textbox = Text(self.parent)
            textbox.grid(row=1, column=0, columnspan=10, rowspan=2, sticky=W+E+N+S, in_=self)

            # Y axis scroll bar
            scrollby = Scrollbar(self, command=textbox.yview)
            scrollby.grid(row=7, column=5, rowspan=2, columnspan=1, sticky=N+S+E)
            textbox['yscrollcommand'] = scrollby.set

            self.tabs[tabslen] = tab

    def raiseTab(self, tabid):
        if self.curtab!= None and self.curtab != tabid and len(self.tabs)>1:
        self.curtab = tabid

def main():
    root = Tk()
    t = Tabs(root)

if __name__ == '__main__':
  • 7
    modern versions of tkinter come with the ttk package, which has a native tab widget. There's no reason to build your own anymore. See tkdocs.com/tutorial/complex.html#notebook Sep 20, 2013 at 17:41
  • 2
    Ohh, I should have looked more into this. I needed to use tkinter for distribution and did not think tab was a part of it. Ohh well, it was fun making it myself but I guess I will end up using ttk package for better support :P. Thanks for the heads up!
    – sPaz
    Sep 23, 2013 at 12:56

While it may not help you at the moment, tk 8.5 comes with an extended set of widgets. This extended set is available with tk 8.4 by way of an extension known as "tile". Included in the extended set of widgets is a notebook widget. Unfortunately, at this time Tkinter by default uses a fairly old version of Tk that doesn't come with these widgets.

There have been efforts to make tile available to Tkinter. Check out http://tkinter.unpythonic.net/wiki/TileWrapper. For another similar effort see http://pypi.python.org/pypi/pyttk. Also, for a taste of how these widgets look (in Ruby, Perl and Tcl) see http://www.tkdocs.com/.

Tk 8.5 is a huge improvement over stock Tk. It introduces several new widgets, native widgets, and a theming engine. Hopefully it will be available by default in Tkinter some day soon. Too bad the Python world is lagging behind other languages.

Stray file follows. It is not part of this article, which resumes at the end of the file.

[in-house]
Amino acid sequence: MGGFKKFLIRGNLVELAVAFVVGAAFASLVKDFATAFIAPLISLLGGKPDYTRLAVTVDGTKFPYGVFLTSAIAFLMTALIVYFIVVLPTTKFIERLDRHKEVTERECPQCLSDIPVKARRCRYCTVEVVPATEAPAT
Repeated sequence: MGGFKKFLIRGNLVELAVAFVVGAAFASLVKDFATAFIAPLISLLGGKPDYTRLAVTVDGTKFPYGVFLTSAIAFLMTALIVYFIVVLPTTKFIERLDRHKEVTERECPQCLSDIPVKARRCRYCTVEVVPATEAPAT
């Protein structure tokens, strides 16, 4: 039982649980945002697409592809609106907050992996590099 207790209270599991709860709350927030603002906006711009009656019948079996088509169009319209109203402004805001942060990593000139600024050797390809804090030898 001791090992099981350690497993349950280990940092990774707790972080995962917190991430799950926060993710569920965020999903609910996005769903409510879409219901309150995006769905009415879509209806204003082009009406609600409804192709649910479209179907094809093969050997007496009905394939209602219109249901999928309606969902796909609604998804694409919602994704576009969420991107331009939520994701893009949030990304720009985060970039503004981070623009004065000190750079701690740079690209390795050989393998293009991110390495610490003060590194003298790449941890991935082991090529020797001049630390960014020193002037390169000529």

update: The latest versions of Python now include support for the themed widgets out of the box. _

  • Sweet! I'll definitely check this out. Thanks, and I definitely agree about Python lagging behind other languages at GUI stuff; I guess the problem is that it's so often used for web programming and other server/scripting software that GUI work just isn't a priority for most developers. Nov 14, 2008 at 14:16

"Or is it simply the case that anyone who needs more powerful windowing components has to use wxPython?"
Short answer: yes.

Long answer: It may take some practice for your wxPython code to feel "clean," but it is nicer and much more powerful than Tkinter. You will also get better support, since more people use it these days.

  • 5
    "Much nicer" is definitely subjective. With the latest versions of Tkinter which includes the themed widgets, Tkinter looks as modern as any other cross platform toolkit. May 18, 2009 at 20:09

What problems did you have with pmw? It's old, yes, but it's pure python so it should work.

Note that Tix doesn't work with py2exe, if that is an issue for you.

  • My problem was that the setup.py script didn't work. I later installed it by simply copying the Pmw directory into site-packages. But this kind of error combined with the oldness of the package makes me reluctant to use it. At least wxPython is current, although I still like Tkinter better. Nov 13, 2008 at 16:12

Your Answer

By clicking “Post Your Answer”, you agree to our terms of service, privacy policy and cookie policy

Not the answer you're looking for? Browse other questions tagged or ask your own question.